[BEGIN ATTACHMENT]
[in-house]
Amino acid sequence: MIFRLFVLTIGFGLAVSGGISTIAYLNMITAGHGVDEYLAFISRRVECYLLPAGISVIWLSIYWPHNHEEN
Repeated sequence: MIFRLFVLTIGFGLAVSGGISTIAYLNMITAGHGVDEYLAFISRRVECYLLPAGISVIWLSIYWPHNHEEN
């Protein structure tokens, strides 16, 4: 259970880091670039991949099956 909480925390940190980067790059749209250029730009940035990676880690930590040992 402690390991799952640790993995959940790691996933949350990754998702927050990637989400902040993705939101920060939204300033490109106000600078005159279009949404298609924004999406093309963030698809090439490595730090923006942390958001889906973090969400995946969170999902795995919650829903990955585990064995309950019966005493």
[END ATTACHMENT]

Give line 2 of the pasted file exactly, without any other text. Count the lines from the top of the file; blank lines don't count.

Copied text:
Amino acid sequence: MIFRLFVLTIGFGLAVSGGISTIAYLNMITAGHGVDEYLAFISRRVECYLLPAGISVIWLSIYWPHNHEEN